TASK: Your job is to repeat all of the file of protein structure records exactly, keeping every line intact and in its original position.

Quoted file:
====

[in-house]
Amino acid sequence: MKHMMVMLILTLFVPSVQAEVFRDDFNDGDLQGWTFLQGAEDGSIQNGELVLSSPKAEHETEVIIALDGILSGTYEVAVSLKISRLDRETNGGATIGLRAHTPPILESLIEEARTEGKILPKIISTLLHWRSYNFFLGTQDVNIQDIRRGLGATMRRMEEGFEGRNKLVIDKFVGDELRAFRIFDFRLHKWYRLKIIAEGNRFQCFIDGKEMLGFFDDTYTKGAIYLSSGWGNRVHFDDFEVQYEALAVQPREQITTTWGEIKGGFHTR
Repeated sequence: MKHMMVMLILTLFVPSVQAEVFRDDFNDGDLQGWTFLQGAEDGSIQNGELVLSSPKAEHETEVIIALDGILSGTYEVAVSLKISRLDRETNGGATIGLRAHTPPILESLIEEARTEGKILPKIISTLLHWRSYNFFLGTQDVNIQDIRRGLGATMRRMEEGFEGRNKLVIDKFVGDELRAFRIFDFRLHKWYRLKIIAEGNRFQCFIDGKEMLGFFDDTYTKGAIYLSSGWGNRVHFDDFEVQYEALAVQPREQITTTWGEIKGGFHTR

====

[in-house]
Amino acid sequence: MKHMMVMLILTLFVPSVQAEVFRDDFNDGDLQGWTFLQGAEDGSIQNGELVLSSPKAEHETEVIIALDGILSGTYEVAVSLKISRLDRETNGGATIGLRAHTPPILESLIEEARTEGKILPKIISTLLHWRSYNFFLGTQDVNIQDIRRGLGATMRRMEEGFEGRNKLVIDKFVGDELRAFRIFDFRLHKWYRLKIIAEGNRFQCFIDGKEMLGFFDDTYTKGAIYLSSGWGNRVHFDDFEVQYEALAVQPREQITTTWGEIKGGFHTR
Repeated sequence: MKHMMVMLILTLFVPSVQAEVFRDDFNDGDLQGWTFLQGAEDGSIQNGELVLSSPKAEHETEVIIALDGILSGTYEVAVSLKISRLDRETNGGATIGLRAHTPPILESLIEEARTEGKILPKIISTLLHWRSYNFFLGTQDVNIQDIRRGLGATMRRMEEGFEGRNKLVIDKFVGDELRAFRIFDFRLHKWYRLKIIAEGNRFQCFIDGKEMLGFFDDTYTKGAIYLSSGWGNRVHFDDFEVQYEALAVQPREQITTTWGEIKGGFHTR